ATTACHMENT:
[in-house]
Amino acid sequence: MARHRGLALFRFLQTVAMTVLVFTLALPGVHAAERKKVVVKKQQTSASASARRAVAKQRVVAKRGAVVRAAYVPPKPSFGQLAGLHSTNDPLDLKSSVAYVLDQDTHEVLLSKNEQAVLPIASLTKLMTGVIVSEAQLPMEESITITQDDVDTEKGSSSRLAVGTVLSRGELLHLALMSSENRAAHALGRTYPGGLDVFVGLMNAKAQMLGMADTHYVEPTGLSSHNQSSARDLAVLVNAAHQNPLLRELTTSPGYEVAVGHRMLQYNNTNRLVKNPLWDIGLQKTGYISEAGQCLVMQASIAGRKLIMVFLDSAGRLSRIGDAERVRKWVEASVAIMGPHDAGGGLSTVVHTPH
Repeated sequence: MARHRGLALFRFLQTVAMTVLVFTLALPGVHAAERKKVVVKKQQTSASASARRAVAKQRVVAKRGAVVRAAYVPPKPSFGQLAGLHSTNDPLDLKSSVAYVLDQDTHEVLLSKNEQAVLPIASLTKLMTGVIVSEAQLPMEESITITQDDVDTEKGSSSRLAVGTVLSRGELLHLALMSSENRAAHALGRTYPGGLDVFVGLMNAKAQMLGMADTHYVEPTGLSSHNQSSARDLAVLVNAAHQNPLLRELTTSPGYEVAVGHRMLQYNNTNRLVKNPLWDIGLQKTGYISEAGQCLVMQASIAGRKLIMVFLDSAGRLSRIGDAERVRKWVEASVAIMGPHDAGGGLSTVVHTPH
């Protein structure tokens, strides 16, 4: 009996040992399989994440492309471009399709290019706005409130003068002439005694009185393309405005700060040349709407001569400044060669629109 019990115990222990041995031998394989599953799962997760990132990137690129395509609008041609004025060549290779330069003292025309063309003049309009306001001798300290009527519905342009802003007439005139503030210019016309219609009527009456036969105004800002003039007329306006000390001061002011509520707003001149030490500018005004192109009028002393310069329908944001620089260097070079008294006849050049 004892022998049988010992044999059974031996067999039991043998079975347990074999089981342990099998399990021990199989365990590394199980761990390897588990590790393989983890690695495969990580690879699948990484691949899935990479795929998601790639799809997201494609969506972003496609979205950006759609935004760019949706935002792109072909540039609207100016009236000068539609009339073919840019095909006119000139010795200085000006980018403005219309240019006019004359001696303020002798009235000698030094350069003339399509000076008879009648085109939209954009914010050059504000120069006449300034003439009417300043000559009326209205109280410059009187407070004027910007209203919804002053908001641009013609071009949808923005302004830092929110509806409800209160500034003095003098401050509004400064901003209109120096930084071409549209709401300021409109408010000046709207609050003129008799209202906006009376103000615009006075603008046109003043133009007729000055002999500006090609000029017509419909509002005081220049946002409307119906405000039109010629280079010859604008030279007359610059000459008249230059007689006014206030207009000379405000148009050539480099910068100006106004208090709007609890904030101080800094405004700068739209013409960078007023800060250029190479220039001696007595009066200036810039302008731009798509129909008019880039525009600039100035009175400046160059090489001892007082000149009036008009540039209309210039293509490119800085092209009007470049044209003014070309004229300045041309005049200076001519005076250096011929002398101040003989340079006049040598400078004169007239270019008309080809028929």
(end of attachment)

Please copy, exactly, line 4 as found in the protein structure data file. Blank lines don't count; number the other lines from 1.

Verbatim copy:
């Protein structure tokens, strides 16, 4: 009996040992399989994440492309471009399709290019706005409130003068002439005694009185393309405005700060040349709407001569400044060669629109 019990115990222990041995031998394989599953799962997760990132990137690129395509609008041609004025060549290779330069003292025309063309003049309009306001001798300290009527519905342009802003007439005139503030210019016309219609009527009456036969105004800002003039007329306006000390001061002011509520707003001149030490500018005004192109009028002393310069329908944001620089260097070079008294006849050049 004892022998049988010992044999059974031996067999039991043998079975347990074999089981342990099998399990021990199989365990590394199980761990390897588990590790393989983890690695495969990580690879699948990484691949899935990479795929998601790639799809997201494609969506972003496609979205950006759609935004760019949706935002792109072909540039609207100016009236000068539609009339073919840019095909006119000139010795200085000006980018403005219309240019006019004359001696303020002798009235000698030094350069003339399509000076008879009648085109939209954009914010050059504000120069006449300034003439009417300043000559009326209205109280410059009187407070004027910007209203919804002053908001641009013609071009949808923005302004830092929110509806409800209160500034003095003098401050509004400064901003209109120096930084071409549209709401300021409109408010000046709207609050003129008799209202906006009376103000615009006075603008046109003043133009007729000055002999500006090609000029017509419909509002005081220049946002409307119906405000039109010629280079010859604008030279007359610059000459008249230059007689006014206030207009000379405000148009050539480099910068100006106004208090709007609890904030101080800094405004700068739209013409960078007023800060250029190479220039001696007595009066200036810039302008731009798509129909008019880039525009600039100035009175400046160059090489001892007082000149009036008009540039209309210039293509490119800085092209009007470049044209003014070309004229300045041309005049200076001519005076250096011929002398101040003989340079006049040598400078004169007239270019008309080809028929």